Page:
New Year perspective
As we look back on 2010, West Michigan’s economy saw some negatives, but we saw many more positives. We are very grateful that 2010 was a profitable year of wonderful growth for us. We know that we were not alone in our success. We credit our hometown roots and conservative business style for our continuing success. Many of our clients who also follow a lean, conservative approach also are poised for further growth as we enter the New Year.
Throughout 2010, we’ve seen some positive recovery in the manufacturing sector. We believe this will continue. Looking forward to 2011, Michigan’s resurgence in the auto industry is creating great opportunities for suppliers. Continuing investments in life sciences will also continue to impact West Michigan positively.
Our bank has always admired and participated in West Michigan’s entrepreneurial spirit, a spirit that is driving our economy now and into the future. New technologies and area organizations that support entrepreneurial vision and effort are enabling their growth. Entrepreneurs are an important part of the West Michigan business community. We believe they will continue to thrive here.
On the consumer side, retail numbers are picking up but sluggish. However, real estate will continue to be challenged. Despite signs that this market has turned the corner, we believe it will take years to work through. Even though loan losses are slowing, they remain at historically high levels.
In 2010, SBA and USDA lending played a critical role. In 2011, they will continue to be an important part of the tool kit for firms that work with small business. While we do not know exactly how political changes will impact these programs going forward, we expect them to be important for us.
Truly, interest rates can’t go lower, so we expect, overall, that rates will continue to stay unusually low through 2011. Though seemingly counterintuitive, we believe that if rates do rise, it will indicate that positive progress is happening in the economy. We’ve already seen mortgage rates rise slightly in the last six weeks.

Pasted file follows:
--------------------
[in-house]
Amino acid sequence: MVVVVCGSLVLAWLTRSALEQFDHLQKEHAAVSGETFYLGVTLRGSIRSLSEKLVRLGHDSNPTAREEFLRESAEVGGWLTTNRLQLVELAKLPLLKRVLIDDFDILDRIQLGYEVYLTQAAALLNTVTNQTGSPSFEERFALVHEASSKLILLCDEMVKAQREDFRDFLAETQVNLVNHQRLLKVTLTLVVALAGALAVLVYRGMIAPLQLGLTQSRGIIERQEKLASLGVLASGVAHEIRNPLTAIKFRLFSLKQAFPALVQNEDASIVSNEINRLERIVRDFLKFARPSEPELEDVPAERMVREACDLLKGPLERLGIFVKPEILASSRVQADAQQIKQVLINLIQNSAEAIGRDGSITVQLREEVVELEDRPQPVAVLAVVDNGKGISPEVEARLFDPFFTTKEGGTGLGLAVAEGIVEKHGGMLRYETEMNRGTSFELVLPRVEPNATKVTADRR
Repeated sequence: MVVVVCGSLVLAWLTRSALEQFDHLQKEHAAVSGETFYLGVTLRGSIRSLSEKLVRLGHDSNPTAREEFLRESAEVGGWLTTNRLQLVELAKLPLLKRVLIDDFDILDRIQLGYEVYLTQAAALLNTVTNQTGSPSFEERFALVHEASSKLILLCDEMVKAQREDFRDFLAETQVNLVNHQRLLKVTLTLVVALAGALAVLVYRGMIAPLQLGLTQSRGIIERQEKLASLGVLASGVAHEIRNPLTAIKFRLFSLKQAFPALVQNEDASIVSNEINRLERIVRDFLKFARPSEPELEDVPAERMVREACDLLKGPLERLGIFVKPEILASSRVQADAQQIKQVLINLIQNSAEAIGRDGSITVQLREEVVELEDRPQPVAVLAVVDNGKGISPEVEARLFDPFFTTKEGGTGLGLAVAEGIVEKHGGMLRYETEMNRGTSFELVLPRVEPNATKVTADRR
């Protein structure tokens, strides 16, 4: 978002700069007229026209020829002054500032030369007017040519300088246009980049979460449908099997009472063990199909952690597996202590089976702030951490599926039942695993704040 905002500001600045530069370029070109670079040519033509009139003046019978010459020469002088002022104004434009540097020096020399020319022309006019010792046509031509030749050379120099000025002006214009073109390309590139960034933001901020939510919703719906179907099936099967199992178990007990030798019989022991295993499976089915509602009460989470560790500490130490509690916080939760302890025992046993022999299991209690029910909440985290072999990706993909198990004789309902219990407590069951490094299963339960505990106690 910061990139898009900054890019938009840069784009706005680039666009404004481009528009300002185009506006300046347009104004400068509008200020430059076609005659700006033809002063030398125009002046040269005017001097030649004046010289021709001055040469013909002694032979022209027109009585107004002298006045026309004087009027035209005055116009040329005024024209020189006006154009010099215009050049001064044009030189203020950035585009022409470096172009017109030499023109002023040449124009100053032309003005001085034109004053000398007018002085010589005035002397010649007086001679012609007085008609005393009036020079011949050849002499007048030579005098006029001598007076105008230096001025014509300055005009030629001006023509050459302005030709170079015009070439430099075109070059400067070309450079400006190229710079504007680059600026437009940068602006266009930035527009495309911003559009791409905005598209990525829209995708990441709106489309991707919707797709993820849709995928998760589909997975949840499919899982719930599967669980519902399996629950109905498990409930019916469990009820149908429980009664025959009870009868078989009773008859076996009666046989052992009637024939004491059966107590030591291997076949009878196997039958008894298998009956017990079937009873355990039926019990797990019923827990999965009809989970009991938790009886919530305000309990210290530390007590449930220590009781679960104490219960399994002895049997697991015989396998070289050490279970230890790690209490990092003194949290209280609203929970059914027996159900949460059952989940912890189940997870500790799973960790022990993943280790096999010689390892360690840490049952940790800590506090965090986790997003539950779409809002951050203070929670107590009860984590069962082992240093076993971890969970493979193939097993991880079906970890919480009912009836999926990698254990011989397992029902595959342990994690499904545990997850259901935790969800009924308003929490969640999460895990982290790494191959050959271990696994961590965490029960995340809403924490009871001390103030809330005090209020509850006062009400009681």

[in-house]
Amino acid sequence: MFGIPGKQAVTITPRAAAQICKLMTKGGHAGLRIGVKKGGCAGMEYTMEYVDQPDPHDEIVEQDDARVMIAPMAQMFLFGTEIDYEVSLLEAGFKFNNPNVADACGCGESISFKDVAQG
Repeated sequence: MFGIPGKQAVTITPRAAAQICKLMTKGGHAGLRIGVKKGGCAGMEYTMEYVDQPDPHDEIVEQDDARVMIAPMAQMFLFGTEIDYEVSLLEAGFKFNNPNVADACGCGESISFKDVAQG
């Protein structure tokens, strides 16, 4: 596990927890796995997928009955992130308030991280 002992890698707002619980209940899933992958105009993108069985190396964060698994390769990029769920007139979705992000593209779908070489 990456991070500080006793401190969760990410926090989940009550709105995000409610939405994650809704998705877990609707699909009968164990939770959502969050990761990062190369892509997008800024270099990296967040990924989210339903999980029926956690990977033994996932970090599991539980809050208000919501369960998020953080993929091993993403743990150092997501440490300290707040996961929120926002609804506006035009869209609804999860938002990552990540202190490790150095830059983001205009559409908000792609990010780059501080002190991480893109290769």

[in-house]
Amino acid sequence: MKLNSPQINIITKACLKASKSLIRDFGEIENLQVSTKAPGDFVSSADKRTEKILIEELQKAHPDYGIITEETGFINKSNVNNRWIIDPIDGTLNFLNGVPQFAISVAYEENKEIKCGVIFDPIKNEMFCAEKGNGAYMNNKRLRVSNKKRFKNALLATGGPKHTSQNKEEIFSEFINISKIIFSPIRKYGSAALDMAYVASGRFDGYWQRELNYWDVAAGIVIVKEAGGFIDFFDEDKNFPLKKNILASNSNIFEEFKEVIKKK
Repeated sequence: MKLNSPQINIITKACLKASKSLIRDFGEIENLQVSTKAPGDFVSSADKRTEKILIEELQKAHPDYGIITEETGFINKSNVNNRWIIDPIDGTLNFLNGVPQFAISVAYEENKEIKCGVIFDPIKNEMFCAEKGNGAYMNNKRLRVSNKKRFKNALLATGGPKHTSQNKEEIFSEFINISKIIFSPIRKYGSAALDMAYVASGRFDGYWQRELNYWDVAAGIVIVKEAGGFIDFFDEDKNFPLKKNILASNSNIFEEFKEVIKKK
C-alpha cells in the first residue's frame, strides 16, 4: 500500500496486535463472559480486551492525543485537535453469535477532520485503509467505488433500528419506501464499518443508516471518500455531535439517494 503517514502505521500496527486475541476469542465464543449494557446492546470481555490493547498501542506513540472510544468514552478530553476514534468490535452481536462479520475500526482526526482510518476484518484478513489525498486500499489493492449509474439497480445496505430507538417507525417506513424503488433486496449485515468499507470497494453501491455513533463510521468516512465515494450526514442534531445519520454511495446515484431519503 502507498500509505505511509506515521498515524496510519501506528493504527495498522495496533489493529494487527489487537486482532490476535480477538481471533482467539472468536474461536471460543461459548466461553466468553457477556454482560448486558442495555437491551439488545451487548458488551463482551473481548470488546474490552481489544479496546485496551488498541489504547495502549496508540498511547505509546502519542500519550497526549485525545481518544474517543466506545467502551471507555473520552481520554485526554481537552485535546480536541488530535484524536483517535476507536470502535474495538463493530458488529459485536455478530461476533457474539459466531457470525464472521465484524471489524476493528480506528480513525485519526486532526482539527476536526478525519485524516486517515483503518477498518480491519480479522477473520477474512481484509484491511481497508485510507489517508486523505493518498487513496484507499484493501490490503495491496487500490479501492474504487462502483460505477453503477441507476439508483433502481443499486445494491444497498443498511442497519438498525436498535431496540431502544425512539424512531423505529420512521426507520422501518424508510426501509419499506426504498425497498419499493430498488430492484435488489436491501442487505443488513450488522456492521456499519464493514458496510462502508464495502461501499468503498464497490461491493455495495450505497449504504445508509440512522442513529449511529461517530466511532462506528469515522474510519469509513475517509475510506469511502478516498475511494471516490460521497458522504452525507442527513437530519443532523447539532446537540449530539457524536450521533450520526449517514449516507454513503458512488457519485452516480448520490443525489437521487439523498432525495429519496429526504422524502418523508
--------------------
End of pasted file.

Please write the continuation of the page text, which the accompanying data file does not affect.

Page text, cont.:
While the players may change, legislators understand that the banking industry remains a key foundational element for a sound economy. We do expect more regulation and oversight, but we doubt it will have significant impact on us. Compliance is a fact of life in the banking industry and we take it very seriously.
Specifically, the Dodd-Frank Act is designed to eliminate predatory lending practices with respect to consumer banking loans and credit cards. As a commercial bank, we will be required to comply with certain aspects of the act but, again, it will have little impact on us. Unlike larger banks, we have never employed nuisance fees or less than full disclosure practices. We remain true to our core values of prudent lending and knowing our clients personally.
We were prudent with our lending practices well before the economic turmoil. This allowed us to remain profitable and actually grow despite the downturn. We already operate at the higher capital levels that regulators may, in time, require. So, we are well prepared for the future. We will continue as successful players in this push/pull environment where politicians want increased lending and examiners expect lending to be prudent.
In 2010, we saw an average of three to five small- to medium-sized banks being closed or taken over each weekend. In 2011, we believe this trend will continue. FDIC staffing levels may lead to a slight decrease as these levels have been a factor in 2010 closure rates.
Throughout 2011, banking will remain in a capital retentive environment. We see limited demand for new credit. However, businesses with volume and profitability that support expansion and growth will be able to find loans. Banks must manage risk — and that means advising clients on how to manage risk in their own businesses. The demand for credit has been lower in the last few years and there has been a significant amount of movement to local, community banks.
As 2010 closes, the attitude of business owners has turned the corner. Our recently completed survey found that our clients show a growing optimism for the future and are looking to reinvest and potentially add staff to support their growth. In 2011, they will be willing to play more offense than defense. Businesses in West Michigan are always moving forward and we expect to be a part of that trend.
Garth Deur is president and CEO of The Bank of Holland.